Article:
Have you ever let your child snack out in public? I wouldn’t be surprised if you say you have.
Most parents have been out and about with their kids when suddenly junior is screaming for some food. You got stuff that needs to be done, so you crack open your stash of snacks and hand him half a PB&J. Junior squeals with delight and stuffs it in his mouth – raining crumbs all over himself and smearing the contents onto you, the cart and everything he touches. He’s happy, you’re happy and after you clean up, everyone around you is happy.
It probably never even occurred to you that this might be an issue for some people but it is – as one New York mom discovered.
The mom took to parenting forum UrbanBaby to ask other parents if it was unacceptable to eat peanut butter in public after she was lectured about peanut allergies.
What she got was a barrage of parents calling her “inconsiderate,” “disgusting” and worse because other kids could have severe allergies and could go into anaphylaxis if they came in and touched the cart behind her.
For the record, The Charlotte Observer, which picked up the story notes that while peanut allergies are on the rise, only 2.1 percent of people have peanut allergies and out of those only 0.3 percent of those that have a reaction die from their allergies.
One the other side, people came to her defense calling those who said she was inconsiderate foul names (including a name that rhymes with wussy and is used to describe a cat or certain type or willow) and saying that it’s not their responsibility to make sure a child doesn’t die if their allergies are triggered by what someone else does in public – honestly the whole forum is an immature display of internet ugliness, but these reactions got me thinking…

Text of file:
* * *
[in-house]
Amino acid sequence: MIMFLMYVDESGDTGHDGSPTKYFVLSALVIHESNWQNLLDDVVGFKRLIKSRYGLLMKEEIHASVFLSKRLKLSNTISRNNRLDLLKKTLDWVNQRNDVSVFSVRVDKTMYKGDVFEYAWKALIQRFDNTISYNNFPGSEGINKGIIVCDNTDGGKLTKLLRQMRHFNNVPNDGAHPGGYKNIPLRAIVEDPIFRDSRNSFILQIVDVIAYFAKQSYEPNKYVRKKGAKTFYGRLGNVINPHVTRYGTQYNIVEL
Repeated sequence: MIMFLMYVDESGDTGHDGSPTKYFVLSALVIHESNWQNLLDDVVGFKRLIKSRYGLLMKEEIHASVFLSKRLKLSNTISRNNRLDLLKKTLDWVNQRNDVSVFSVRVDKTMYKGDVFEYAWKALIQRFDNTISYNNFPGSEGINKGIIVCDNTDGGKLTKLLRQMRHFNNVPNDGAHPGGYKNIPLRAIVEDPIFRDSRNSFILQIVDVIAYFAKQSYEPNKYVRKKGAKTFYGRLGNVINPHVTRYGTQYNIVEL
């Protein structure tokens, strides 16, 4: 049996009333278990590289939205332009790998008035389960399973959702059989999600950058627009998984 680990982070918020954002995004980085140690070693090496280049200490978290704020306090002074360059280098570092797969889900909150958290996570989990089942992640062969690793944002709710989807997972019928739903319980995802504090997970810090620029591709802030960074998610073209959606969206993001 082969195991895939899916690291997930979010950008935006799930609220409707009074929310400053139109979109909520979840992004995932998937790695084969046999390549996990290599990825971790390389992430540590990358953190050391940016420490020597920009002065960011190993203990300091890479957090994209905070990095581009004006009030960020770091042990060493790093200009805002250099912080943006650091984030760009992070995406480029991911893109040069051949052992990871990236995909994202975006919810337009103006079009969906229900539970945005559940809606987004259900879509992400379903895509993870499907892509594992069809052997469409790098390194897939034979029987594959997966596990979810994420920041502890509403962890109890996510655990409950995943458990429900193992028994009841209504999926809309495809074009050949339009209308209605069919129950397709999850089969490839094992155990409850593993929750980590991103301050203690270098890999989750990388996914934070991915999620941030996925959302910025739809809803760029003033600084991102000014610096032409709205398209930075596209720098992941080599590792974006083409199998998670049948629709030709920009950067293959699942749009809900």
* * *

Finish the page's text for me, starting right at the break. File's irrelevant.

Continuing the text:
When did it become such a major inconvenience to simply watch out for other people?
Now, I’m not saying that you should change your diet or drop your own needs to cater to the needs of others but it seems a bit absurd to be more worried about your own convenience, like eating a peanut butter sandwich in Target, than someone else’s life.
In this case, the original mom’s child isn’t going to die if they got an allergen-free snack instead of a PB&J at the store, while the next kid in line could actually die if their mom missed wiping the gob of peanut butter your child shoved into the screw on the shopping cart.
Sure, it may inconvenience you a little bit but do you want to be responsible if the next child in line dies?
And caring about others in this way shouldn’t be limited to kids with allergies either. If you see a kid run past you into traffic, do you drop your groceries and try to stop him or let him get hit by a car? If you see an elderly person struggling to carry something upstairs, do you squeeze on by them to plop on your couch a little quicker or do you offer them a hand?
We should all inherently be watching out for one another. It can be tough when you’re wrapped up in the hustle and bustle of life but a little bit of mindfulness now and then really isn’t too much to ask.
Do you think that people should be more mindful of others in public or do you think this mom was right? Let us know in the comments.